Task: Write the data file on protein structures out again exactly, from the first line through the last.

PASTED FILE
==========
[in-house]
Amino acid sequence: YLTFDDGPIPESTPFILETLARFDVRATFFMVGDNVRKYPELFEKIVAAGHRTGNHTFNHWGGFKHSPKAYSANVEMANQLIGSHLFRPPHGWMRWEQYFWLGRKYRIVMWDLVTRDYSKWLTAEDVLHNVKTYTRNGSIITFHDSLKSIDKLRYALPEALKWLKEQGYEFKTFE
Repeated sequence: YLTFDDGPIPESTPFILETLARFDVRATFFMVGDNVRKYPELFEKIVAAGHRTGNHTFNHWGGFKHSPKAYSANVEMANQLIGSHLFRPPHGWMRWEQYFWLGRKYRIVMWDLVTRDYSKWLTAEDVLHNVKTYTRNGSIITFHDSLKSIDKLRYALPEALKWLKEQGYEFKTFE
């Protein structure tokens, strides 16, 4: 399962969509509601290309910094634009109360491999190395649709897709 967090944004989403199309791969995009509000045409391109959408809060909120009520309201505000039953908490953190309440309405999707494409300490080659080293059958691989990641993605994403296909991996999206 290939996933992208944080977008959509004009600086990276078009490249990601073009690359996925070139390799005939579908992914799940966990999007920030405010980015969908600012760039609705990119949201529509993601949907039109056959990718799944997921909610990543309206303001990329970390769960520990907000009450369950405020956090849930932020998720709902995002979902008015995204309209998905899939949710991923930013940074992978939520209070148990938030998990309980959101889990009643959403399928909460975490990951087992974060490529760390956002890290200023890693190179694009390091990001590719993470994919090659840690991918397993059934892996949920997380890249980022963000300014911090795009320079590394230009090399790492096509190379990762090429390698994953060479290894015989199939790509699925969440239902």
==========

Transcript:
[in-house]
Amino acid sequence: YLTFDDGPIPESTPFILETLARFDVRATFFMVGDNVRKYPELFEKIVAAGHRTGNHTFNHWGGFKHSPKAYSANVEMANQLIGSHLFRPPHGWMRWEQYFWLGRKYRIVMWDLVTRDYSKWLTAEDVLHNVKTYTRNGSIITFHDSLKSIDKLRYALPEALKWLKEQGYEFKTFE
Repeated sequence: YLTFDDGPIPESTPFILETLARFDVRATFFMVGDNVRKYPELFEKIVAAGHRTGNHTFNHWGGFKHSPKAYSANVEMANQLIGSHLFRPPHGWMRWEQYFWLGRKYRIVMWDLVTRDYSKWLTAEDVLHNVKTYTRNGSIITFHDSLKSIDKLRYALPEALKWLKEQGYEFKTFE
């Protein structure tokens, strides 16, 4: 399962969509509601290309910094634009109360491999190395649709897709 967090944004989403199309791969995009509000045409391109959408809060909120009520309201505000039953908490953190309440309405999707494409300490080659080293059958691989990641993605994403296909991996999206 290939996933992208944080977008959509004009600086990276078009490249990601073009690359996925070139390799005939579908992914799940966990999007920030405010980015969908600012760039609705990119949201529509993601949907039109056959990718799944997921909610990543309206303001990329970390769960520990907000009450369950405020956090849930932020998720709902995002979902008015995204309209998905899939949710991923930013940074992978939520209070148990938030998990309980959101889990009643959403399928909460975490990951087992974060490529760390956002890290200023890693190179694009390091990001590719993470994919090659840690991918397993059934892996949920997380890249980022963000300014911090795009320079590394230009090399790492096509190379990762090429390698994953060479290894015989199939790509699925969440239902």